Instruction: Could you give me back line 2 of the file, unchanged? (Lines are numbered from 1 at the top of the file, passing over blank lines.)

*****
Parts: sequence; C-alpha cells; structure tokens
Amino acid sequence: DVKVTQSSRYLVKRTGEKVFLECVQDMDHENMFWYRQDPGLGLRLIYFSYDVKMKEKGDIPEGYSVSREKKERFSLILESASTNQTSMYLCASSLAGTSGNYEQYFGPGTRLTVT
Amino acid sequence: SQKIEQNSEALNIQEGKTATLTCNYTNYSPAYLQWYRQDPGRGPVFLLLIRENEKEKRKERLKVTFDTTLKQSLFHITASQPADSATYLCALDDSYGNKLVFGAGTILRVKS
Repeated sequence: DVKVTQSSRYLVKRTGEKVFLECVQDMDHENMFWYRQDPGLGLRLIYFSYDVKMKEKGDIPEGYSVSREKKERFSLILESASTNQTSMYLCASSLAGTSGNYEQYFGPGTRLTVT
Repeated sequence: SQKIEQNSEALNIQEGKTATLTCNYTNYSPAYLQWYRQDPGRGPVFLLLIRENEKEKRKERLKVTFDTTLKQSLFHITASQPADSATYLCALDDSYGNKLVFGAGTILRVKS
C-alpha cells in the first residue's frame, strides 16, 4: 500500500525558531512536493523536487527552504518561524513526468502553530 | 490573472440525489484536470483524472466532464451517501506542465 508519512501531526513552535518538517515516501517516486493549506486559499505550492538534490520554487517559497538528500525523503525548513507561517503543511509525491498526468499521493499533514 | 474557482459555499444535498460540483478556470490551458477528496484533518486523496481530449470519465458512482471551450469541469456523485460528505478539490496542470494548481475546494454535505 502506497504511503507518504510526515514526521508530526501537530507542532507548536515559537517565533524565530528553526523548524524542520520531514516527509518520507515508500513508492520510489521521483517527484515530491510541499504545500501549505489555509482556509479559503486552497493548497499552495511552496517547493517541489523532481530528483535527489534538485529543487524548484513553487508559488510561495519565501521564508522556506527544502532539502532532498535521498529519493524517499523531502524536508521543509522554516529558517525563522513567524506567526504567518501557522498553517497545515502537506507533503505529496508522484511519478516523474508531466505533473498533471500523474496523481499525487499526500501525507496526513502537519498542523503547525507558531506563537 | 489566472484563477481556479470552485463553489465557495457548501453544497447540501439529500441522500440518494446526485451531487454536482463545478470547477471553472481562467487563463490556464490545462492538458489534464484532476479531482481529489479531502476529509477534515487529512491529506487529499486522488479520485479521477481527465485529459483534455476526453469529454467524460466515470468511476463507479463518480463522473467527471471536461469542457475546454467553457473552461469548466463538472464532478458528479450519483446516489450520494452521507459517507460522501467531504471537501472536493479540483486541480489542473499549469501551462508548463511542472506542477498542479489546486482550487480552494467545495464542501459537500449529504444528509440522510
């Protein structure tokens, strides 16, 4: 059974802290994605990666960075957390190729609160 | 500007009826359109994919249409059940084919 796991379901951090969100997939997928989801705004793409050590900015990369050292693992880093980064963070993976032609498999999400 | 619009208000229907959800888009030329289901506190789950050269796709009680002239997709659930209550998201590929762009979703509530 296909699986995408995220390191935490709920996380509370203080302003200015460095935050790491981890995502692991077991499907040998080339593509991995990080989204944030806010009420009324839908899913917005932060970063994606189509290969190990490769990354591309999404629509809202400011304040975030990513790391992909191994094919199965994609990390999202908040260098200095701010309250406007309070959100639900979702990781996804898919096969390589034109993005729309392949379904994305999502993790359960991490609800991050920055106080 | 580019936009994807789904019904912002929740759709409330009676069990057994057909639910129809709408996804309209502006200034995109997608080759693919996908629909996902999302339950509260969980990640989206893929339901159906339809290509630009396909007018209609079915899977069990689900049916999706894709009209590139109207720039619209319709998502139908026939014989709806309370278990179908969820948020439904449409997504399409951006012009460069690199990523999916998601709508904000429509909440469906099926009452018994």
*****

Amino acid sequence: DVKVTQSSRYLVKRTGEKVFLECVQDMDHENMFWYRQDPGLGLRLIYFSYDVKMKEKGDIPEGYSVSREKKERFSLILESASTNQTSMYLCASSLAGTSGNYEQYFGPGTRLTVT